Company 605 co-artistic director, Lisa Gelley Martin, talks name change from collective to company, the concept of connectedness, and how the title of the new work, Vital Few, relates to the Pareto Principle.
DanceWorks: Company 605 recently had a name change. Can you explain why?
Lisa Gelley Martin: We were ‘605 Collective’ because we originally started out as a collective in 2006, just a small group of five emerging artists who came together informally to dance in a shared creative processes. While the collaborative culture and mentality is still embedded in all that we do, we felt it necessary to update the name to acknowledge where we are now. Over the years, many artists of the original collective have branched out and started their own amazing work and companies. Josh and I remain as the two co-artistic directors of 605 which, in reality, has actually been functioning as a company for quite some time now. It seemed like it was the right time to formally recognize the evolution that has occurred over the past 10 years, and embrace the fact we’re not the same thing as when we started.
DanceWorks: Can you describe the inspiration for Vital Few?
Lisa Gelley Martin: Inspiration for the work came from our desire to find a new way of working, more specifically around how we define and arrive at the idea of togetherness, as so much of what we are interested in, weaves together the contribution of the individual with the strength of an ensemble. During our last creation, Inheritor Album, we stumbled upon some concepts of connectedness that really intrigued us, all surrounding the linking of each dancers’ personal movement to one another. We wanted to dig further into these ideas as a separate exploration and piece.
The title Vital Few is a reference to the Pareto principle (or the 80-20 rule), which deals with looking at cause and effect within groups, and how at any given moment there are key individuals who can greatly affect its functionality. On a personal level, we think about the necessity of these people we share the work with, and how each role is crucial to one another. Throughout the process we ask ourselves “what is vital?” and it is a simple reminder to be clear and intentional. We hope that audiences identify what is integral for them to experience the work and connection between each person on stage.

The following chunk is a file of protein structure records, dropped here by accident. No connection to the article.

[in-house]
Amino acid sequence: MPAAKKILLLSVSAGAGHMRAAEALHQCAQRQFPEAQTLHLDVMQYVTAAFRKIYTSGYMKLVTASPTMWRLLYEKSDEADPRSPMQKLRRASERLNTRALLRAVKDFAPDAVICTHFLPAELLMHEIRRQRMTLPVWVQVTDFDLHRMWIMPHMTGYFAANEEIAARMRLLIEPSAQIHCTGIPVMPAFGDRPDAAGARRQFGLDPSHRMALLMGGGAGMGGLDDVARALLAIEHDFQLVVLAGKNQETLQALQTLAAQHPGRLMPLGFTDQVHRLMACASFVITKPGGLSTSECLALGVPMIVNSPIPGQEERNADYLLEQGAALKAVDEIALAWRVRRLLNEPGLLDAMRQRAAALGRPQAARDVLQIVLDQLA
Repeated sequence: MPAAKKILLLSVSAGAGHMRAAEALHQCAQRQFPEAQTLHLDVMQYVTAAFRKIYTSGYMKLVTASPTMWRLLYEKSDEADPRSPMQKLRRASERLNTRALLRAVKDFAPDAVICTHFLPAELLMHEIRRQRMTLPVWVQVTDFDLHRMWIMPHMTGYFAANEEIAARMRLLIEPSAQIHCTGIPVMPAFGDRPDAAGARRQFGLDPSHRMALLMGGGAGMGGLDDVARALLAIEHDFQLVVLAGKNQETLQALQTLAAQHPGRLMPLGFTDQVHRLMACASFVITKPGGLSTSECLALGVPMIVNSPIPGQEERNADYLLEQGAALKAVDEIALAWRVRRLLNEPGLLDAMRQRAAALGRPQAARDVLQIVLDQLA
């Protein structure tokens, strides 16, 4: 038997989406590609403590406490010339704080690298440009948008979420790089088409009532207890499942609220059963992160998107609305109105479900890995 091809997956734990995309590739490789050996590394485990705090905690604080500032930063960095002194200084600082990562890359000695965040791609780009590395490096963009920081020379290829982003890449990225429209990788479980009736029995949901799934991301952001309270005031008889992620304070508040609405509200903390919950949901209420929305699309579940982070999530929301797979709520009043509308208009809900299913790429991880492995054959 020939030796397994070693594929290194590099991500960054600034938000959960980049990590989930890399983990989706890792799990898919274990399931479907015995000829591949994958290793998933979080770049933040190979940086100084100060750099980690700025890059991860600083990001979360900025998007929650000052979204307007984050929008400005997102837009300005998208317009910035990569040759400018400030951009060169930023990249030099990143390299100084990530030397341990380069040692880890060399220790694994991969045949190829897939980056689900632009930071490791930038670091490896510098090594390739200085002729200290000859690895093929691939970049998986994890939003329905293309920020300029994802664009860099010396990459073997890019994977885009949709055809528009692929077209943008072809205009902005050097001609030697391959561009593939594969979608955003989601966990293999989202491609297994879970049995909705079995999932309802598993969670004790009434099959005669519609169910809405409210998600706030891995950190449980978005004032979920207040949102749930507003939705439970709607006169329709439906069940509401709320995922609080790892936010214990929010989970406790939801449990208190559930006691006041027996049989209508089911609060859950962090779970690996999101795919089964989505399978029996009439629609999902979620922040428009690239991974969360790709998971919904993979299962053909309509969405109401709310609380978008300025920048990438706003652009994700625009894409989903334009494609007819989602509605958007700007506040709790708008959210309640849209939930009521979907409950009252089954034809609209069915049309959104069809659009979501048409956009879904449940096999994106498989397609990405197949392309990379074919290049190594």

DanceWorks: Vital Few explores group dynamics. Can you describe the ways in which you collaborated with your dancers, while still maintaining the vision you and Josh Martin set out for the work?
Lisa Gelley Martin: We asked for extensive movement contributions from our dancers throughout the process. The movement was developed from heavily scored group improvisations and through building individual material within specific tasks/parameters (and then sometimes transposed through many other bodies), which Josh and I would mold and shape towards the “bigger vision”. It is important to us that each person brings their own uniqueness and personality to enliven the structures we create. The dancers have been extremely generous in allowing Josh and I to build from the material and language they brought to the table. We wanted this complexity, and we wanted to see that collaboration live on stage. We are continuously chipping away at the movement each rehearsal and performance, and the dancers are always adapting and revamping their contributions as the piece continues to develop.